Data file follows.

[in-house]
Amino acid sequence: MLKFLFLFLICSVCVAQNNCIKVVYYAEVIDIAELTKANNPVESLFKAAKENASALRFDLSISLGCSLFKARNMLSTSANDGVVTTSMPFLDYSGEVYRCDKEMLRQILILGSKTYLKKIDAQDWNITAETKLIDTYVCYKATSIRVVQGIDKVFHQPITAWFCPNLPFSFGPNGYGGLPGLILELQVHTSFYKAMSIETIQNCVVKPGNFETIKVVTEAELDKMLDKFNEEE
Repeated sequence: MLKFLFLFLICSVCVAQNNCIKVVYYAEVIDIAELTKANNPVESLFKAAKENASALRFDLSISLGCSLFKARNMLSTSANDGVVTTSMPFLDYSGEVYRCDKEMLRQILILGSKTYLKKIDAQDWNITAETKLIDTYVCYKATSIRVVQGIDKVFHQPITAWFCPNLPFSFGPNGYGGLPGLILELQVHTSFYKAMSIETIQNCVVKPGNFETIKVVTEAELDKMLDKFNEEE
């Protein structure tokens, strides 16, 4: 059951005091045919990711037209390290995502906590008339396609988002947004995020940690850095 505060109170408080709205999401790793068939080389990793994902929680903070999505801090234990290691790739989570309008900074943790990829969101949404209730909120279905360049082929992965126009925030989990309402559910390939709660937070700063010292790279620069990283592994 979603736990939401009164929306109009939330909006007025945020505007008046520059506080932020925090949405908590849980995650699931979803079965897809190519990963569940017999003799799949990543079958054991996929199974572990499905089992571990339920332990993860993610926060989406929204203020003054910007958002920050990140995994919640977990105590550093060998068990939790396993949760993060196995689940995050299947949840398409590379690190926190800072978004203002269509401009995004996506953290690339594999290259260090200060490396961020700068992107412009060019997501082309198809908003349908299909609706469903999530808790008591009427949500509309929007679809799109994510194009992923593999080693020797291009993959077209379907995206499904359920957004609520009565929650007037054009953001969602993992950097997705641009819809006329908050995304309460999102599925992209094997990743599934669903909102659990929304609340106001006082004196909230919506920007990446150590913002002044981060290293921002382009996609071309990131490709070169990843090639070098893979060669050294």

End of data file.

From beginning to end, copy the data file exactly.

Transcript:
[in-house]
Amino acid sequence: MLKFLFLFLICSVCVAQNNCIKVVYYAEVIDIAELTKANNPVESLFKAAKENASALRFDLSISLGCSLFKARNMLSTSANDGVVTTSMPFLDYSGEVYRCDKEMLRQILILGSKTYLKKIDAQDWNITAETKLIDTYVCYKATSIRVVQGIDKVFHQPITAWFCPNLPFSFGPNGYGGLPGLILELQVHTSFYKAMSIETIQNCVVKPGNFETIKVVTEAELDKMLDKFNEEE
Repeated sequence: MLKFLFLFLICSVCVAQNNCIKVVYYAEVIDIAELTKANNPVESLFKAAKENASALRFDLSISLGCSLFKARNMLSTSANDGVVTTSMPFLDYSGEVYRCDKEMLRQILILGSKTYLKKIDAQDWNITAETKLIDTYVCYKATSIRVVQGIDKVFHQPITAWFCPNLPFSFGPNGYGGLPGLILELQVHTSFYKAMSIETIQNCVVKPGNFETIKVVTEAELDKMLDKFNEEE
């Protein structure tokens, strides 16, 4: 059951005091045919990711037209390290995502906590008339396609988002947004995020940690850095 505060109170408080709205999401790793068939080389990793994902929680903070999505801090234990290691790739989570309008900074943790990829969101949404209730909120279905360049082929992965126009925030989990309402559910390939709660937070700063010292790279620069990283592994 979603736990939401009164929306109009939330909006007025945020505007008046520059506080932020925090949405908590849980995650699931979803079965897809190519990963569940017999003799799949990543079958054991996929199974572990499905089992571990339920332990993860993610926060989406929204203020003054910007958002920050990140995994919640977990105590550093060998068990939790396993949760993060196995689940995050299947949840398409590379690190926190800072978004203002269509401009995004996506953290690339594999290259260090200060490396961020700068992107412009060019997501082309198809908003349908299909609706469903999530808790008591009427949500509309929007679809799109994510194009992923593999080693020797291009993959077209379907995206499904359920957004609520009565929650007037054009953001969602993992950097997705641009819809006329908050995304309460999102599925992209094997990743599934669903909102659990929304609340106001006082004196909230919506920007990446150590913002002044981060290293921002382009996609071309990131490709070169990843090639070098893979060669050294």